things comes from Consciousness, which is our root. Hence
we can understand and appreciate consciousness in every being.
Forms Arise from the Subtle
are the faint echoes coming back from the questions Why? Are
we alone? Add to them when and how. As every question implies
an answer (as every problem always comes with its solution),
the echoes return to us in the depths from where they arose,
from the depths of our consciousness, whispering the answers.
This is the secret of the universe. This whispering answer
sometimes manifests in bold form. In other words, things commence
from the extremely subtle and become gross by degrees. This
is the greatest secret and mystery of this universe. To give
a crude example, it is like anger: constantly dwelt upon and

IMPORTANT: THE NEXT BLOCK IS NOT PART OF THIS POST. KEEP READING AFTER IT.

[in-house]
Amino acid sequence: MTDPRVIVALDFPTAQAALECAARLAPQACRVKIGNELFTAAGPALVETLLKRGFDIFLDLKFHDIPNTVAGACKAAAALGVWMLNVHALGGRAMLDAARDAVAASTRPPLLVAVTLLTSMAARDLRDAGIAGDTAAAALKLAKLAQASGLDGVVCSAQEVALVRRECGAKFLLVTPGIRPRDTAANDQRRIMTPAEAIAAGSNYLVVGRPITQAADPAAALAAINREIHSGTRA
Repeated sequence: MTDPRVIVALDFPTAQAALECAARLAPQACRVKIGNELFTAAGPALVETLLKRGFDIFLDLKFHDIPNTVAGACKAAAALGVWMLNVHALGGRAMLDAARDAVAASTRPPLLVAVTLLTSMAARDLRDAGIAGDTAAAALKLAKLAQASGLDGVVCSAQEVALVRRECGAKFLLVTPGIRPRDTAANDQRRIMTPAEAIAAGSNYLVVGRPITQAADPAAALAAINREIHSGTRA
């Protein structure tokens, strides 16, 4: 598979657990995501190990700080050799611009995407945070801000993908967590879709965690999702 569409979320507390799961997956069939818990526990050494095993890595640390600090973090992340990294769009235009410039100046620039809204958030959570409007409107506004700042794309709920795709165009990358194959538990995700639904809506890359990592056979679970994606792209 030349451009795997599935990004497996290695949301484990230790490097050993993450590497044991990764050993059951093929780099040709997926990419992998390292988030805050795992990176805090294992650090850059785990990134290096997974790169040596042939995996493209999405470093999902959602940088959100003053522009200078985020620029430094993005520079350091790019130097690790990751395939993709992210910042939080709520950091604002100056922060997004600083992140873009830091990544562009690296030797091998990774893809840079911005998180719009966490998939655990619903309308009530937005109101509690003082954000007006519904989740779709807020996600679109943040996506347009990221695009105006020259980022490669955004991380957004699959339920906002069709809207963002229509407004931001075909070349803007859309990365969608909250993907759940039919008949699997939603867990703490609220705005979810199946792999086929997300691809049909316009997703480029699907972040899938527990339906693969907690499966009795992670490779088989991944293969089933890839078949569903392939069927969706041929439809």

cultivated secretly in the subconscious, anger gradually becomes
strong, slowly colouring the mind and then rearing itself
violently at the conscious level. This wave of anger then
grips the body and shakes it, as it were, and impels it towards
karma to fulfil the emotion. To illustrate: it is like huge
monster waves lashing the shoreline, waves that have arisen
miles and miles away from an earthquake on the ocean floor
and travelled almost imperceptibly all the distance, slowly
gathering strength to finally erupt in fury. Similarly every
how, why, who and when that proceeds from man’s consciousness
slowly gathers strength as it makes the circuit of the universe,
as it were, and finally returns with answers. Add to this
every cry from the human heart, every pain, every misery,
love, compassion and so on - in fact, everything that weeps
and seeks solace. In this age, all these have manifested as
Holy Mother Sri Sarada Devi. Hence Holy Mother holds in her
all the answers, all the remedies for our times. It is but
natural that Holy Mother will run to her children who cry
for her; we see it happen in our lives everywhere.
Two Astounding Answers
the Gospel of the Holy Mother there are two simple but astounding
answers to some fundamental questions.
(Swami Arupananda): Mother, infinite is this creation; who